Item description for Gamers: Writers, Artists, and Programmers on the Pleasures of Pixels by Shanna Compton...
No longer just for kids and fanatics, video games have been growing in sophistication and popularity with each passing year and their cultural reach is expanding too - spawning magazines, international conferences, university courses, and blockbuster movies. In Gamers, noted writers, artists, scholars, poets, and programmers talk about what gaming means to them and discuss the growing impact of video games on fashion, fiction, film, and music. Contributors include Richard Powers, Colson Whitehead, Shelley Jackson, Matthew Sharpe, Marc Nesbitt, Daniel Nester, Whitney Pastorek, and Jim Andrews. Essays feature a glittering mix of topics from the esoteric to the purely entertaining: gender identity in relation to gaming, video golf as a meditative exercise, Ms. Pacman versus The Sims, the similarities between writing fiction and programming, the confessions of a video poker junkie, and much more in this witty, wide-screen look at how video games are becoming part of the cultural landscape.
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Est. Packaging Dimensions: Length: 8.82" Width: 7.01" Height: 0.55" Weight: 0.88 lbs.
Release Date Nov 1, 2004
Publisher Soft Skull Press
ISBN 1932360573 ISBN13 9781932360578
Reviews - What do customers think about Gamers: Writers, Artists, and Programmers on the Pleasures of Pixels?
Nic Kelman vs. all Jul 5, 2008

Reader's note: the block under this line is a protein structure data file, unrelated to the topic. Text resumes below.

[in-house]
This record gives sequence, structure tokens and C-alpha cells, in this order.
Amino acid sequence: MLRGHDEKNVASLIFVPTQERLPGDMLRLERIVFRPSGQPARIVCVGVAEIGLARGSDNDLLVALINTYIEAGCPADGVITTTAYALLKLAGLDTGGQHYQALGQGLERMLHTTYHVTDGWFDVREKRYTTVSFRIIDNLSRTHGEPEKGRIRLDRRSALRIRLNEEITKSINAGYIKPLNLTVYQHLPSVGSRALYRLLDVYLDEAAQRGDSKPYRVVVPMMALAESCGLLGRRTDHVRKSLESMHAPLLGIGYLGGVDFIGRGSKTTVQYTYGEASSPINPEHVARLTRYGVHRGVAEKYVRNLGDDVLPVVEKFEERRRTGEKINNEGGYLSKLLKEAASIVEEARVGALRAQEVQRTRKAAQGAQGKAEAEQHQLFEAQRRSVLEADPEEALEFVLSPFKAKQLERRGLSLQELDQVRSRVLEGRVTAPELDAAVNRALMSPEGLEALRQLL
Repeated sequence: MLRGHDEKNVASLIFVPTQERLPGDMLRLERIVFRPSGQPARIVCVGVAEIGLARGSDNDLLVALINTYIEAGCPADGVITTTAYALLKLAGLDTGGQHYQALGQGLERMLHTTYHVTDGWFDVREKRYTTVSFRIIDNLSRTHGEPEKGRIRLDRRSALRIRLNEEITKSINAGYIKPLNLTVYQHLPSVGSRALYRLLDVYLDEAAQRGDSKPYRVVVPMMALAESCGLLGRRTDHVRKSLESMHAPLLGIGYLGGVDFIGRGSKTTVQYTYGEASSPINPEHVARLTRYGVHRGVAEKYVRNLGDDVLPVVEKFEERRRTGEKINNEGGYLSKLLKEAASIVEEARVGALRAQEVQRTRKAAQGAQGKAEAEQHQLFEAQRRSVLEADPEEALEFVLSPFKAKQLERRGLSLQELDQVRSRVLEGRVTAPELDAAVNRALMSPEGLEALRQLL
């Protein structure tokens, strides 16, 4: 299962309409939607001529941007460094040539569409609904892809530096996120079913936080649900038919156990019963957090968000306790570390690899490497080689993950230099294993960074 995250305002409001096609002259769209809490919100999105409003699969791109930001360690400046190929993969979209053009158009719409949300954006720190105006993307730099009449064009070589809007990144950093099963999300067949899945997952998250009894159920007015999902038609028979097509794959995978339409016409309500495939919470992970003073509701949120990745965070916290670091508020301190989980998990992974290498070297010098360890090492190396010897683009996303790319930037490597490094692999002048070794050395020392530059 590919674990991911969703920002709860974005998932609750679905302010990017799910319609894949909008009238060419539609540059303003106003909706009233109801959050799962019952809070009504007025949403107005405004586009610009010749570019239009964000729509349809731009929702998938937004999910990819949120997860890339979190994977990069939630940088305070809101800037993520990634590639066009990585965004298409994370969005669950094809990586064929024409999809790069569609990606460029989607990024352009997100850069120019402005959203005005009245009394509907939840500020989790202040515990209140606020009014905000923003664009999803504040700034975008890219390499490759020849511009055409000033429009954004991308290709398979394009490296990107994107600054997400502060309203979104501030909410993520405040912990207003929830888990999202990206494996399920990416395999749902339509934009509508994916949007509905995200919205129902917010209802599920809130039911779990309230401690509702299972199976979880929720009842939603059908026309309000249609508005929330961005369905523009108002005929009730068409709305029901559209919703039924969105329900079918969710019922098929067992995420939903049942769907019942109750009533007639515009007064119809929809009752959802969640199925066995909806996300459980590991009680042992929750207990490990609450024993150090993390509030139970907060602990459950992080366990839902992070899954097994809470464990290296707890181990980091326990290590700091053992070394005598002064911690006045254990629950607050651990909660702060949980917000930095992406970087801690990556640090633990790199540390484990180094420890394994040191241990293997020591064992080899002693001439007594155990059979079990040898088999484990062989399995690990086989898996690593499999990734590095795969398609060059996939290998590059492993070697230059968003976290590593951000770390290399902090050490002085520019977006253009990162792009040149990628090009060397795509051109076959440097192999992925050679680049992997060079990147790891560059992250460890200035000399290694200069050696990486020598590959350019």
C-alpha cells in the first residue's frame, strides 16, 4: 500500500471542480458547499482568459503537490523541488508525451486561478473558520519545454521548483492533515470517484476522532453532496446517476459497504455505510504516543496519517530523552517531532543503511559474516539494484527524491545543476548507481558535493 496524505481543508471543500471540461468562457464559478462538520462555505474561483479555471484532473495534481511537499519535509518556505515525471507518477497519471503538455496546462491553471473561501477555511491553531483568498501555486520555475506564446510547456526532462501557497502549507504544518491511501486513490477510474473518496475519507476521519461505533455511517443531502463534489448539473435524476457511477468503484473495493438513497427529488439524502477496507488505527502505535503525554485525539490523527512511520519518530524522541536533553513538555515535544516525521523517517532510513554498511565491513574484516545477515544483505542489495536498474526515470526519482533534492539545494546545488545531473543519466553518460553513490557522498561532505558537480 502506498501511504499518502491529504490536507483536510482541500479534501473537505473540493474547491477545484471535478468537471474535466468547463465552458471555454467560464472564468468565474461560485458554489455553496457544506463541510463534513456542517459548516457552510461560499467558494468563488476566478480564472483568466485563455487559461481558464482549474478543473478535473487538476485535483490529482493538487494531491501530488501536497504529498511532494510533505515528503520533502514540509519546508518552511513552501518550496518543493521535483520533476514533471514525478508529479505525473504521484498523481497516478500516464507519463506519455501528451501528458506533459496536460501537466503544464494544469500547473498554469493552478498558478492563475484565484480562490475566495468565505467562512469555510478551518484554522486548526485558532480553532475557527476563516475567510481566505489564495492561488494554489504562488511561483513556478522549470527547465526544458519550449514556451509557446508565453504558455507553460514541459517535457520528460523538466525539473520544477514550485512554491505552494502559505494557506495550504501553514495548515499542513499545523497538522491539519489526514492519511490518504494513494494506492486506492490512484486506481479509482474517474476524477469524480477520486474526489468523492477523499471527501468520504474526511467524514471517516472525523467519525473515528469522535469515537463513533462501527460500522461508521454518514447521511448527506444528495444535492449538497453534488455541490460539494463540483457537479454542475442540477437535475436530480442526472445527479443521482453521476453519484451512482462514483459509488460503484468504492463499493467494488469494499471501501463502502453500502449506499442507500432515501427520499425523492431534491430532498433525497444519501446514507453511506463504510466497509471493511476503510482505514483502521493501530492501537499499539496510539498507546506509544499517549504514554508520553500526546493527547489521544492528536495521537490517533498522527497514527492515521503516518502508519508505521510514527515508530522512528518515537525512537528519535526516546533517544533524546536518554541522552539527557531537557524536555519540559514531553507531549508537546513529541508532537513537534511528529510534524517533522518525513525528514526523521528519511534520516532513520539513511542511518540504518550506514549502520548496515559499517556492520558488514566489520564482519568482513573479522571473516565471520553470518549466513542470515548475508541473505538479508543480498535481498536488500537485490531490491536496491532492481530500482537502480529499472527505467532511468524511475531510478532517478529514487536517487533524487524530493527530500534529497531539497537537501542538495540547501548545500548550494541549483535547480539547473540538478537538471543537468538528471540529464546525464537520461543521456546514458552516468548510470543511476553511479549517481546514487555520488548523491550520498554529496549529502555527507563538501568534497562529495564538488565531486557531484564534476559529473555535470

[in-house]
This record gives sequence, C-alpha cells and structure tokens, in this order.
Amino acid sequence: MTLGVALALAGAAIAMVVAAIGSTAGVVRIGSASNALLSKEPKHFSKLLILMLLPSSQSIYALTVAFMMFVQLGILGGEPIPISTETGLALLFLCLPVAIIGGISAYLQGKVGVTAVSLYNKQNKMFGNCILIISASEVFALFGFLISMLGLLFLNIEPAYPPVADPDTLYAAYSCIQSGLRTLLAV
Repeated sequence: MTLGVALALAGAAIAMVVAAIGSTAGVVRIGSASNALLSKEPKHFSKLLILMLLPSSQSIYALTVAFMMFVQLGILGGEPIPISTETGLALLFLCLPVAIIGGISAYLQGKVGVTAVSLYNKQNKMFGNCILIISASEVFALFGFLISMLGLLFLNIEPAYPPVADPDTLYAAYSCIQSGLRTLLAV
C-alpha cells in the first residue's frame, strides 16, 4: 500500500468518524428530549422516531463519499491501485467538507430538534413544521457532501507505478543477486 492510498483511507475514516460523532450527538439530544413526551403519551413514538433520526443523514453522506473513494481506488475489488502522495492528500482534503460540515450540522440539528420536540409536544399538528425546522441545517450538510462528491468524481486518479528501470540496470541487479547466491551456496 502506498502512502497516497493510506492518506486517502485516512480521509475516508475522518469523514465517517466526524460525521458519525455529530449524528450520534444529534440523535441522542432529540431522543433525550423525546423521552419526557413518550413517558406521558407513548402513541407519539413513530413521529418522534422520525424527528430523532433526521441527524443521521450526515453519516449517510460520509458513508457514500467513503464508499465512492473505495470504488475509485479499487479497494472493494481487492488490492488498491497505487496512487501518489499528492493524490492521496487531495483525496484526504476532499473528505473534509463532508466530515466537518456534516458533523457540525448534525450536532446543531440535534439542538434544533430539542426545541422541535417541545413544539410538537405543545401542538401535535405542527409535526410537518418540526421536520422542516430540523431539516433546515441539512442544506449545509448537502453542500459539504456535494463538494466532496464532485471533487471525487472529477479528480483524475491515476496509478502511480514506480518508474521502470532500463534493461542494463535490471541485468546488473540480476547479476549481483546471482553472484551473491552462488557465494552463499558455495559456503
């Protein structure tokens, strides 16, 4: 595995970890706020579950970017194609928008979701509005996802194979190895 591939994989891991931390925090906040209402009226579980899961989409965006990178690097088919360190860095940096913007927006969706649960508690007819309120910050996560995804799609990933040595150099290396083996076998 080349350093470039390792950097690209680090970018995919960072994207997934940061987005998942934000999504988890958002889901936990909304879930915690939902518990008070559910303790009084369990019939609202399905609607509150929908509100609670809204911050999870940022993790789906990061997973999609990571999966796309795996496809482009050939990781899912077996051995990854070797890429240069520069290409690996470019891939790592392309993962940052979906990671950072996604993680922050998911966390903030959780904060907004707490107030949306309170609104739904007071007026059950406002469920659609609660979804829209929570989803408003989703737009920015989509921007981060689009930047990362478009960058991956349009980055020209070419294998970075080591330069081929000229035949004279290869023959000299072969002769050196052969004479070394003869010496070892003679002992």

Nic Kelman's article "Yes, but is it a game?" it's the main reason to read part of the book (the reason I gave 2 stars rate). I think that Gamers - Writters, Artists & Programmers On The Pleasures of Pixels failed on some aspects. Too many writters = few pages per article.
The gamer in you Jun 30, 2008
I love this book. Or, better, I love some chapters of it, and with few exceptions, I like the rest. It's a collection of essays by writers, artists, poets, etc. that describe how playing videogames has influenced them, or some particular moments in their lives. The essays are ordered to guide the reader through the history of videogames, form the very beginning to the golden age of the late eighties, with some spots on contemporary videogames. Some of the writings are perhaps too technical, but most of them are really fresh, enjoyable and - of course- well written. I was born in 1972, and I have spent a good fraction of my high school years playing wonderful videogames on a Commodore 64. This book gave me the chance to recollect some feelings of this teenager experience and it confirmed my feeling that videogames are much more than just entertainment.